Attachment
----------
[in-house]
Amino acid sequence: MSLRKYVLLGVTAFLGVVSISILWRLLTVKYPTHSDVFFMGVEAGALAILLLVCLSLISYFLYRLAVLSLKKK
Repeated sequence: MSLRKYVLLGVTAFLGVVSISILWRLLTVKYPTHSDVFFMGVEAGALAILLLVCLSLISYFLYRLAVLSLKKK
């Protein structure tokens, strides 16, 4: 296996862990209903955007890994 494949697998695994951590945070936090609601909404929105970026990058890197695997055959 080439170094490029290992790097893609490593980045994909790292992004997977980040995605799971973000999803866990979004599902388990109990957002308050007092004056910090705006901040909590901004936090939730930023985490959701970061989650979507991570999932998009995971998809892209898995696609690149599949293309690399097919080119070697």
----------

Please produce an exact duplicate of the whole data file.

[in-house]
Amino acid sequence: MSLRKYVLLGVTAFLGVVSISILWRLLTVKYPTHSDVFFMGVEAGALAILLLVCLSLISYFLYRLAVLSLKKK
Repeated sequence: MSLRKYVLLGVTAFLGVVSISILWRLLTVKYPTHSDVFFMGVEAGALAILLLVCLSLISYFLYRLAVLSLKKK
């Protein structure tokens, strides 16, 4: 296996862990209903955007890994 494949697998695994951590945070936090609601909404929105970026990058890197695997055959 080439170094490029290992790097893609490593980045994909790292992004997977980040995605799971973000999803866990979004599902388990109990957002308050007092004056910090705006901040909590901004936090939730930023985490959701970061989650979507991570999932998009995971998809892209898995696609690149599949293309690399097919080119070697």